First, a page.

1. Introduction

Essential thrombocythemia (ET) is a myeloproliferative neoplasm characterized by increased platelet counts and excessive large and morphologically mature megakaryocytes in the bone marrow [1]. ET may be complicated by thrombotic and/or hemorrhagic events. Small and medium vessel thrombosis is most common and may manifest as erythromelalgia, transient ischemic attack, myocardial infarction, deep vein thrombosis, or pulmonary embolism [2]. Thrombosis of the large vessels rarely occurs, and there is limited evidence to guide management, particularly in cases without acute tissue ischemia. A small number of case reports suggest pharmacologic management alone can be successful in patients with minimally symptomatic ET-associated aortic thrombosis; however, the agents chosen and treatment rationale are quite varied [37].

2. Case Presentation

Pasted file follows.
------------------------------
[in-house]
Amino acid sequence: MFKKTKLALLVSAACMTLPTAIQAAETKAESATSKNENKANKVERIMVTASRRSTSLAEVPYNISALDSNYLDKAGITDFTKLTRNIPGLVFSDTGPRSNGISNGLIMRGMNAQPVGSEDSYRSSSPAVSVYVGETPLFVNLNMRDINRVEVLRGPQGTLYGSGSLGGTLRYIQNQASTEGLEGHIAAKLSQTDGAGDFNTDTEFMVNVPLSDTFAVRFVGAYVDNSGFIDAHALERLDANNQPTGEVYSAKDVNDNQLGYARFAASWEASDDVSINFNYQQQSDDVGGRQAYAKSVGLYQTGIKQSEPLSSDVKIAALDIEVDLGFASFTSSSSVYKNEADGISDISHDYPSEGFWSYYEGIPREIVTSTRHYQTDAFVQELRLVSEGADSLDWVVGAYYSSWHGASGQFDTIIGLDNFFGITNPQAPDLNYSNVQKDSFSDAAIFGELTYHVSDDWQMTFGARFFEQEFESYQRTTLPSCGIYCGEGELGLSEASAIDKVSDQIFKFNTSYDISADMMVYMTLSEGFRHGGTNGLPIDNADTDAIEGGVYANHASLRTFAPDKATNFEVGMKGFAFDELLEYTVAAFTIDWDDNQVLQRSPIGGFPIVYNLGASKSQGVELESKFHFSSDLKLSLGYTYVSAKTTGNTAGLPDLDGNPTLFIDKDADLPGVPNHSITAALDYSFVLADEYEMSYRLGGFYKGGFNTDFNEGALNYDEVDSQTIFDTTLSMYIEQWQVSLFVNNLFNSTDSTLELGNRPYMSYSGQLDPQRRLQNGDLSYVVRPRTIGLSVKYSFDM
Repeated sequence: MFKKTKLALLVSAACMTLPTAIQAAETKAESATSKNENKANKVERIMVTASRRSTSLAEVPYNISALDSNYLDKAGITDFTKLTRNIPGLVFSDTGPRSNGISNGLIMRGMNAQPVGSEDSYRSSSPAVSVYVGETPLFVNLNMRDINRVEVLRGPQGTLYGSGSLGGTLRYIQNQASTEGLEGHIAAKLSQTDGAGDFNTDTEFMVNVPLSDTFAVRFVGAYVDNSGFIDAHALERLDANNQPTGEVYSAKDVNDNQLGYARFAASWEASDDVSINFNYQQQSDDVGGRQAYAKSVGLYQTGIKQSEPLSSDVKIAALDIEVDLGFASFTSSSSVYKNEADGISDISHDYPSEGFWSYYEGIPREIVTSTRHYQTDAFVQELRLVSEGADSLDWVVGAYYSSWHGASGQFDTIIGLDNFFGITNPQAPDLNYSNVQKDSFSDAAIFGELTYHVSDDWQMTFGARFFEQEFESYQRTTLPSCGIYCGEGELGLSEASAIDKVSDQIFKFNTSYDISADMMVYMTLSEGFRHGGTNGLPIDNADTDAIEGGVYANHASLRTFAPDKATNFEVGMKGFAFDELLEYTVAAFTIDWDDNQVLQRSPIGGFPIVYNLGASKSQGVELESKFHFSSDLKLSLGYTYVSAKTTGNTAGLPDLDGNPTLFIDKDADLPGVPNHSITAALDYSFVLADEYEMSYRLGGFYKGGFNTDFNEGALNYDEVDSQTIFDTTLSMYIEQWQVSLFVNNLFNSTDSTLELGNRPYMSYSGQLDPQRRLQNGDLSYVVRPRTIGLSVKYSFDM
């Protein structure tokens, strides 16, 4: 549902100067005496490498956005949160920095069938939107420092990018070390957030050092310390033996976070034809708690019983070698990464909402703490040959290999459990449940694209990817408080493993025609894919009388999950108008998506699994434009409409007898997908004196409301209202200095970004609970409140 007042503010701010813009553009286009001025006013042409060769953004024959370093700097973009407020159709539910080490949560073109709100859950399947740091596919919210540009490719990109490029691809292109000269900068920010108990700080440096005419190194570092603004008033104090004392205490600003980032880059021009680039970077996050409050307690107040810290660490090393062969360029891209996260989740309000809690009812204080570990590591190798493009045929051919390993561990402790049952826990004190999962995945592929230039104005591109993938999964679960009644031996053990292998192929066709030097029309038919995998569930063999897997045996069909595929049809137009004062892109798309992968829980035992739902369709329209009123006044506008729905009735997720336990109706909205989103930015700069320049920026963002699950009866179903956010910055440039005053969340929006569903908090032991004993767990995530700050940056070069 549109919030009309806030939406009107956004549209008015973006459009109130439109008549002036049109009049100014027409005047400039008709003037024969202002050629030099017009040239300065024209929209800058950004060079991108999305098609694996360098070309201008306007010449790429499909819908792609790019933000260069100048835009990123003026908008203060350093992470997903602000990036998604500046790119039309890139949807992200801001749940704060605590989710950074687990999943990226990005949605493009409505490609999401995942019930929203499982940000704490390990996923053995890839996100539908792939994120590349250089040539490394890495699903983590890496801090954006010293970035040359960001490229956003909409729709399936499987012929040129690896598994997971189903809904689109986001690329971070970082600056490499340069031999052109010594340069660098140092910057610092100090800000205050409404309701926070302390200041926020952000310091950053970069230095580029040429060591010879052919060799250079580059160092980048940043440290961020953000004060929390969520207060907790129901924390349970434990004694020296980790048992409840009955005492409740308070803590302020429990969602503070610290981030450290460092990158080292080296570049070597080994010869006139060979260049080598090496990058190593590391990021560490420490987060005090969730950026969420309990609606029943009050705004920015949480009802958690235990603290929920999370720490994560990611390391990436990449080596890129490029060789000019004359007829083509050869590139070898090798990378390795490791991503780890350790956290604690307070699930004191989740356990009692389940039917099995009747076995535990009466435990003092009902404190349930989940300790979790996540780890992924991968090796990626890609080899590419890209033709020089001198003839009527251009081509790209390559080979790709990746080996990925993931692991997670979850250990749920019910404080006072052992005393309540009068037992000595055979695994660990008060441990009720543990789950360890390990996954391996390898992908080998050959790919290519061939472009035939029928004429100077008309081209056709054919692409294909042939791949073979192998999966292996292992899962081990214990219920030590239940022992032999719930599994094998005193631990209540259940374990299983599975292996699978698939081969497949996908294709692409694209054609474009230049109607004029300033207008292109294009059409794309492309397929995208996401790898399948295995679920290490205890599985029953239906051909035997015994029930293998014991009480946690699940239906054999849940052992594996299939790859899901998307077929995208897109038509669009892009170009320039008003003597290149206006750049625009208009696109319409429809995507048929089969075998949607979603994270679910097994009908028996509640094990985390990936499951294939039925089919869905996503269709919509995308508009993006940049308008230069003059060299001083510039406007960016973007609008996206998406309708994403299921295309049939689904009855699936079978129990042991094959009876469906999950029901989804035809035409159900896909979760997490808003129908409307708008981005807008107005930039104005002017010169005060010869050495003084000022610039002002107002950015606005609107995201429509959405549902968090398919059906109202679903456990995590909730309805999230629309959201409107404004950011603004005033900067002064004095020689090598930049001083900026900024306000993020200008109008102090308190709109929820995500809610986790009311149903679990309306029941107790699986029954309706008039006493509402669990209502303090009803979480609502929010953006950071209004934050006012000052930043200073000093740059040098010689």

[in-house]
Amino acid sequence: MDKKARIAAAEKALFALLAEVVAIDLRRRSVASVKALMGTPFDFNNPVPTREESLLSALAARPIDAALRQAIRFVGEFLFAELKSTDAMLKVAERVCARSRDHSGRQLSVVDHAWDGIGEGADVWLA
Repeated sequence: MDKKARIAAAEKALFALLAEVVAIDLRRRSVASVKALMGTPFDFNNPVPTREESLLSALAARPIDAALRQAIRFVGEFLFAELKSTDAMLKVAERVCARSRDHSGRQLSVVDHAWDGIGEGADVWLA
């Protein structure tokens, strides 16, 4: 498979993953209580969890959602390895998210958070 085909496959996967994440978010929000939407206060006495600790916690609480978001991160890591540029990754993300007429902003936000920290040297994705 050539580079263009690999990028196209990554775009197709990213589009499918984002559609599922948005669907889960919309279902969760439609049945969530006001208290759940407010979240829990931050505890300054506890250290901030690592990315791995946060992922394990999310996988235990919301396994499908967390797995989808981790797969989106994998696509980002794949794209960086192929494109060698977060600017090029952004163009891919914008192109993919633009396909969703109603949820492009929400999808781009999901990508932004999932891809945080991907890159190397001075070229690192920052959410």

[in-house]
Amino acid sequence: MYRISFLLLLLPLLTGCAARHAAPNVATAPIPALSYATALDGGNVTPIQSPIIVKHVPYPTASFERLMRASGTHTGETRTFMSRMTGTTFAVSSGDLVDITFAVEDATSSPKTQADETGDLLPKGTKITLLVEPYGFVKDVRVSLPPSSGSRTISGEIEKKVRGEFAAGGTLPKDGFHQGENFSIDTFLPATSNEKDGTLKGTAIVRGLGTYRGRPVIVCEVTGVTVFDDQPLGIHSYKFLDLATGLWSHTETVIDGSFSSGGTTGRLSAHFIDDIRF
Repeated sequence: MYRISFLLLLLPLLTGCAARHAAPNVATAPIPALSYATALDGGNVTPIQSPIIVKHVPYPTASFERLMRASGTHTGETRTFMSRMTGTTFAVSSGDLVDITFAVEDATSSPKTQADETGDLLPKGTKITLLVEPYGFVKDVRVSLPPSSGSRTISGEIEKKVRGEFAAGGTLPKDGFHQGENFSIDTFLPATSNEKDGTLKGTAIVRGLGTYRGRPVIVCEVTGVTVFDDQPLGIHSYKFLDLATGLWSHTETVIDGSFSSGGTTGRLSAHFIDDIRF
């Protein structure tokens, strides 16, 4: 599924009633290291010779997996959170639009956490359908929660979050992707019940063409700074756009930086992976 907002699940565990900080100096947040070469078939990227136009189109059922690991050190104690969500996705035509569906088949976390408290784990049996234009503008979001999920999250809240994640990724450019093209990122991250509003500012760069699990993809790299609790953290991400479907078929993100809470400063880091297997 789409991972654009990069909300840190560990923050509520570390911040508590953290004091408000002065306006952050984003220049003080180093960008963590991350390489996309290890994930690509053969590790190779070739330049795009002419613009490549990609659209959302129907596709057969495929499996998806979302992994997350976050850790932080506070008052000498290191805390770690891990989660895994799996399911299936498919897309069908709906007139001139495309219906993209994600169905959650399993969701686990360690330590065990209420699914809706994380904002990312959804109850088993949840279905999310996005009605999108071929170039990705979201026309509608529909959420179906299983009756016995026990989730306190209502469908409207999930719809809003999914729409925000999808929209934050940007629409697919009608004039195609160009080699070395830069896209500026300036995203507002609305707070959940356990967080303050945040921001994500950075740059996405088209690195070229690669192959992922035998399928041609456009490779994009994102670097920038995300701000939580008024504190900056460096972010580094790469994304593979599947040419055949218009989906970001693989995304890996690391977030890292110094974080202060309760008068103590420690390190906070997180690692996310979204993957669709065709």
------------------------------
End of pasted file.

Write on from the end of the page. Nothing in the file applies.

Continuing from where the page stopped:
A 75-year-old African American female with a history of hypertension, hyperlipidemia, peripheral artery disease, and essential thrombocythemia, complicated by sequential bilateral central retinal vein occlusion, was seen for follow-up. She first presented to hematology in March 2015 with a history of left central retinal vein occlusion, stable claudication from peripheral arterial disease, and progressive thrombocytosis. She had quit smoking three months prior. Laboratory review revealed persistent increased platelet counts (>800 × 109/L) over the previous six months. Blood smear was notable for increased large mature megakaryocytes relative to red blood cells; no left shift, leukoerythroblastosis, or dysplasia was observed. Iron studies, lactate dehydrogenase, BCR-ABL translocation, and JAK2 V617F mutation studies were unremarkable. The patient refused bone marrow biopsy, and a presumptive diagnosis of ET was given, supported by calreticulin (CALR) mutation detected. Low-dose aspirin and hydroxyurea were initiated, and platelets were at goal (<400 × 109/L) two months later. Her history was further complicated by right central retinal vein occlusion in December 2016 during a period of poor compliance with cytoreductive therapy.